After the boss battle

A quick response on the news story of the past few, which I posted elsewhere.

Recently, I was asked about my opinion of my country’s assassination of Osama bin Laden.

I don’t exult in the assassination of anyone.  Killing one’s enemy is never a path to true superiority.  This doesn’t mean that I had any tears at all for this twisted and murderous soul.  He didn’t hesitate to kill either, and his perversion of a religion noted for its enlightenment and peace-seeking is a true blasphemy.  Whatever fate he now endures is likely too lenient.

Nonetheless, I’ll admit that when I heard the news, I had pretty much no reaction whatsoever.  I think it was a reaction borne of cynicism about my country’s leaders and their motives, a deep-seated disgust at al-Qaeda and their actions, and mostly a sadness that peace in the world seems so elusive.

I do not believe in the wilder conspiracy theories regarding the attacks on my country on 11 Sept 2001.  It was obviously a conspiracy, but one perpetrated by Osama bin Laden’s organization of criminal fanatics, not American government officials.  I do, however, believe that those government officials were both extremely lax in the defense of this country, and extremely quick to take full advantage of the attack to further their own extremist agenda, which involved hegemony over the Middle East to secure its resources, and a global expression of military force; a sort of “perpetual” war.  This doesn’t involve much conjecture on my part; this is stated outright in position statements by these politicians drafted well before the attack.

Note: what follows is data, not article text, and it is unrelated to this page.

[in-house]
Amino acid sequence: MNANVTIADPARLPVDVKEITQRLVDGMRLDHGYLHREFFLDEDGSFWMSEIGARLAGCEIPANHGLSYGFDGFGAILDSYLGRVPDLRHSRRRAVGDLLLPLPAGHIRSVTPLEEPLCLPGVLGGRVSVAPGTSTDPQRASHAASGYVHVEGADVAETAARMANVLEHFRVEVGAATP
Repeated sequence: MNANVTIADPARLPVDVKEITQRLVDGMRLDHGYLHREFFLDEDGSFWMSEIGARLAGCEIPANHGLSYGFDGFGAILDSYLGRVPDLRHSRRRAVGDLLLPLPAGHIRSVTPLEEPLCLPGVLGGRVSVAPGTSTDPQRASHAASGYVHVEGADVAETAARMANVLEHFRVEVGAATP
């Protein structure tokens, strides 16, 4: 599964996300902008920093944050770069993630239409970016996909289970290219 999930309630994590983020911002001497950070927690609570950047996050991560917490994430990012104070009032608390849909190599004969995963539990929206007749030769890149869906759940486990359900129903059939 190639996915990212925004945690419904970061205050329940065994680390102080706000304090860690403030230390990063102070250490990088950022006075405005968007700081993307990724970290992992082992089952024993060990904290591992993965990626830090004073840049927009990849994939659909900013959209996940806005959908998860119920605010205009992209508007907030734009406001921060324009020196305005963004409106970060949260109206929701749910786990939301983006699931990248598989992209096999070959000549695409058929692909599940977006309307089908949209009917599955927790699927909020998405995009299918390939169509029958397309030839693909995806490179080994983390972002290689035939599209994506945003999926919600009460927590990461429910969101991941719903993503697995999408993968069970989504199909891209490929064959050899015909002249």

As a Green, I didn’t think, as so many of my countrymen did, that the election of a Democratic President would change that much, but I did hold out some hope that there may be a marginal improvement over George W. Bush.  There has been some slight improvement in some areas; this definitely isn’t one of them.

I think this was the principal cause of the despair and the numb reaction.  Will we cease being a nation which assassinates and tortures as a matter of affairs of state?  Will we pull our troops out of Afghanistan, where there is no clear motive for our fighting?  Will we be safer, here or abroad?  Will the government return to us our civil liberties which they have stripped since 2001 with an un-Constitutional “PATRIOT Act”, and will they rescind other actions that have marched us toward a police state?  Will we have accountability for the decisions made in this so-called “War on Terror”?  Will the “military-industrial complex” — that war machine that President Eisenhower warned us of so long ago — ever grind to a halt?  Will anything really change?

I fear I know the answer to these questions, and that’s why I didn’t react too much to the death of Osama bin Laden.

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